foot and mouth disease cows cattle


Cattle in Limpopo found to have Foot and Mouth Disease

The matter was reported to the World Organisation for Animal Health (OIE).

foot and mouth disease cows cattle


Positive laboratory results have confirmed Foot and Mouth Disease (FMD) in cattle in the Vhembe District of Limpopo, the Department of Agriculture, Forestry and Fisheries said on Tuesday.

Department of Agriculture confirms presence of Foot and Mouth Disease in cattle

In a statement, the department said samples were collected during a disease investigation after reports of cattle with lameness were received. The positive location is just outside the FMD Control Zone in the Free Zone without vaccination.

ReadParkinson’s disease could originate in the gut, study suggests

“A team of experts from the department and the Limpopo Veterinary Services is on the ground conducting further investigations to verify the results and determine the extent of the outbreak. The control measures will be determined by the findings of this investigation,” the department said in a statement.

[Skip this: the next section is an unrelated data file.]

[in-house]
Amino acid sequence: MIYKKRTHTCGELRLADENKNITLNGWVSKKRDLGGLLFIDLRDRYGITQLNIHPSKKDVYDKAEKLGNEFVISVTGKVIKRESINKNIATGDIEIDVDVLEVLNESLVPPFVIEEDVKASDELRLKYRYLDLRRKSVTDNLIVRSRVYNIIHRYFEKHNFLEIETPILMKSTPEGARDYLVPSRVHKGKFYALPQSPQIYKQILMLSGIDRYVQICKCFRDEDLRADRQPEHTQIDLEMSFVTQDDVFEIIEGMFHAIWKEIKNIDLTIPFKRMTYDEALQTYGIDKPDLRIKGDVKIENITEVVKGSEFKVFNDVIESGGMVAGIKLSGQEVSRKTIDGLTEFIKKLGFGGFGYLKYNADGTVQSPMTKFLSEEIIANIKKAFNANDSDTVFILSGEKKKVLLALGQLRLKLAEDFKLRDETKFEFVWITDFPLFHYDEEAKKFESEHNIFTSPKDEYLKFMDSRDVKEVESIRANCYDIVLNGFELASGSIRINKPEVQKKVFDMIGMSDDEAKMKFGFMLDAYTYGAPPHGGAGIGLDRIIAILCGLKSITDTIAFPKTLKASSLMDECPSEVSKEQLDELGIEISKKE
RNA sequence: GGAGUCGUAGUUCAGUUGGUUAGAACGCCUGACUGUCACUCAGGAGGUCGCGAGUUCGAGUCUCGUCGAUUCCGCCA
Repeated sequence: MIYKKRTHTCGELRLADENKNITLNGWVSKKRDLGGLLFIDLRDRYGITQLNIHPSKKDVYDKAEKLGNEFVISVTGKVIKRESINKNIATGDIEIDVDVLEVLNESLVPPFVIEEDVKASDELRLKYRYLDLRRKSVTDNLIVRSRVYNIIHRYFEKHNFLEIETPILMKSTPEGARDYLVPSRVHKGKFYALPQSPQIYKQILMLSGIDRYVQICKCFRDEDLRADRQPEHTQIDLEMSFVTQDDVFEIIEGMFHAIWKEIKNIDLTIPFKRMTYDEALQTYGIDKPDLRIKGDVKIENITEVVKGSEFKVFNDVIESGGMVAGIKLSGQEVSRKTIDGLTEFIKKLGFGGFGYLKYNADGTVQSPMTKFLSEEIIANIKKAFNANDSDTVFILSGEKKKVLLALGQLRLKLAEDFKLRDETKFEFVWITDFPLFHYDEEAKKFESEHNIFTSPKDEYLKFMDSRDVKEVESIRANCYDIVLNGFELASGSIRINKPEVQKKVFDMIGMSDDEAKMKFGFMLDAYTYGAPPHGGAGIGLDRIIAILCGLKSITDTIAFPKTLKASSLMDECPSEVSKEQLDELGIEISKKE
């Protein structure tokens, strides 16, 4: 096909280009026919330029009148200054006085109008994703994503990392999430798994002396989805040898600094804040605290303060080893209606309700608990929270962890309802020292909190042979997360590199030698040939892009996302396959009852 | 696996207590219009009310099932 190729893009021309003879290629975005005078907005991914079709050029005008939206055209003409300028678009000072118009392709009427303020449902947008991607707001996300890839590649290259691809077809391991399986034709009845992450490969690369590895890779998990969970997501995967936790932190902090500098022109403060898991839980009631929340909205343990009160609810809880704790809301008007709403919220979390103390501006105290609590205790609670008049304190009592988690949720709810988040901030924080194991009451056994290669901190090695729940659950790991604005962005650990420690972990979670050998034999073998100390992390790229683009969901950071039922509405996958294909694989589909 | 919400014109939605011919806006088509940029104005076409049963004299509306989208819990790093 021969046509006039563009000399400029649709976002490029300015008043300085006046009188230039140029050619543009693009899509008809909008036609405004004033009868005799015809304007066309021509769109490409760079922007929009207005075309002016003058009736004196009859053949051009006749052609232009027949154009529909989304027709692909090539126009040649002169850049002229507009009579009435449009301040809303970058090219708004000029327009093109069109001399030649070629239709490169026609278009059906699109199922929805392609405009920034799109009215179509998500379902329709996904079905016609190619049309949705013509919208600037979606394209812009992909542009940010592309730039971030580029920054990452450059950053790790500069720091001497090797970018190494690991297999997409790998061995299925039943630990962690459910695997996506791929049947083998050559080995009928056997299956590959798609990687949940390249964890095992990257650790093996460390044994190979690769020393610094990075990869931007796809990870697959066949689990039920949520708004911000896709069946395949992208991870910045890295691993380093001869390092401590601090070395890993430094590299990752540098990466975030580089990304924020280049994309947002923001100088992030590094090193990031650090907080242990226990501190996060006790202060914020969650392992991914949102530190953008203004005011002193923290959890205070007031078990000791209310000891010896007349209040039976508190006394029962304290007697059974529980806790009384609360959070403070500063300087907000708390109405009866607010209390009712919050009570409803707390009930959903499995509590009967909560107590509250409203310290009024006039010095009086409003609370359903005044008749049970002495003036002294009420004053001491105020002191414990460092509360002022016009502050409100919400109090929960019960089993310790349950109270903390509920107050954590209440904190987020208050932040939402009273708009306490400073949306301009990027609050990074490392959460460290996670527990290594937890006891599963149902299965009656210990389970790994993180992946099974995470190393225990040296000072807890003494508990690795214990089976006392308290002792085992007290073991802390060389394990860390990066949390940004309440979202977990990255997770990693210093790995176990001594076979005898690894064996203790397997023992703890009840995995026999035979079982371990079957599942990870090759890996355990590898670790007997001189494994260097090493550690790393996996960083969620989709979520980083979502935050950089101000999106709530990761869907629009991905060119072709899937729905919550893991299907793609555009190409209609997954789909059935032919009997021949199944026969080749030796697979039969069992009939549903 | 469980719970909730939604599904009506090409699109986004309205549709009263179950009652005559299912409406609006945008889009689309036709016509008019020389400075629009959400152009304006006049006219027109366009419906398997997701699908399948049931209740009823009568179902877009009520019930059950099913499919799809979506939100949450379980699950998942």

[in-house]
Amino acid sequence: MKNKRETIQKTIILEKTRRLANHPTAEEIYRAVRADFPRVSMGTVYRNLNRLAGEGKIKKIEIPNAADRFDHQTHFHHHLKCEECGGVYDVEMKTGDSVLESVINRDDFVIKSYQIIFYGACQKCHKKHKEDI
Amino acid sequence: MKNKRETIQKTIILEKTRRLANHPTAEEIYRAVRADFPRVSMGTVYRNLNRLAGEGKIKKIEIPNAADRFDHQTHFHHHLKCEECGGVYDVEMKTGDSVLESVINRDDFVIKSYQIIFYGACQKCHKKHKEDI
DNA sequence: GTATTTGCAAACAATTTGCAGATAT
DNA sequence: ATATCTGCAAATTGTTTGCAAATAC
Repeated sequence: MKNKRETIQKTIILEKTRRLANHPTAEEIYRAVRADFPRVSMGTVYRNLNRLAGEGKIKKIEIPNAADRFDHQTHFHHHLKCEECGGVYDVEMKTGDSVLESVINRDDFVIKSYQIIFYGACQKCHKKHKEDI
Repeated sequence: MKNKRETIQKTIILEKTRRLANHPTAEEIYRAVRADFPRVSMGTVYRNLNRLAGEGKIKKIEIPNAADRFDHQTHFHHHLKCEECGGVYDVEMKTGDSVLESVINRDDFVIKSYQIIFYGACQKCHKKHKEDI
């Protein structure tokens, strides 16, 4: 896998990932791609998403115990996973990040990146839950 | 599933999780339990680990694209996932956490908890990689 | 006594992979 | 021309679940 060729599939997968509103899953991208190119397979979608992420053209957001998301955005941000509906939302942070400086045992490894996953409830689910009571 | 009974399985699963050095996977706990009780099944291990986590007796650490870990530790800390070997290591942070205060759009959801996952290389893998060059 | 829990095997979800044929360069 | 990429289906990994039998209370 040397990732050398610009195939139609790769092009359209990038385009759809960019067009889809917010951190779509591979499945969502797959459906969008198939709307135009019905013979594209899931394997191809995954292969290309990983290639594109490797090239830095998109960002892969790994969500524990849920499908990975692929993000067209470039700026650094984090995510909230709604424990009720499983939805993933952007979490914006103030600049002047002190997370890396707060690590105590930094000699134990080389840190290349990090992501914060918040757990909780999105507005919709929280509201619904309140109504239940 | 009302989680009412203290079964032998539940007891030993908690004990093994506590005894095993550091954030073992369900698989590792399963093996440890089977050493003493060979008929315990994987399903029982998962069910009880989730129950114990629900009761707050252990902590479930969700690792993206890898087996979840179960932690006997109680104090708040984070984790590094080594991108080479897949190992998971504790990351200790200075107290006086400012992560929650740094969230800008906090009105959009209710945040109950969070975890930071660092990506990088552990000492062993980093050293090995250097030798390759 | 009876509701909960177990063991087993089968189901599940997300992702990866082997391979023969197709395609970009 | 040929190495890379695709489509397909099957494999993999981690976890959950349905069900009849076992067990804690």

The matter was reported to the World Organisation for Animal Health (OIE) on Monday.

“As a result of this development, the official OIE recognised FMD-free status of South Africa is temporarily suspended. Consequently, any exports where FMD free zone attestation is required, cannot be certified,” the department said.

ReadAlzheimer’s disease: mounting evidence that herpes virus is a cause

What is Foot and Mouth Disease (FMD)?

FMD is a severe, highly contagious viral disease which affects livestock with significant economic impact.

The disease affects cattle, pigs (both domestic and wild), sheep, goats, and other cloven hoofed animals. The disease does not affect human beings.

Signs of disease may include depressed animals, sores in the mouth of animals causing reluctance to eat and lameness. Any suspected case of the disease in animals must be reported to the local State Veterinarian immediately. 

ReadWhat is Lupus? Disease that killed Jacob Zuma’s son explained

The department said the affected area is under quarantine and no movement of animals and animal products are allowed. Farmers further away from the outbreak are cautioned to observe bio-security measures – not to allow any new animals into their herds, and to minimise the movement of their own herds to other farms.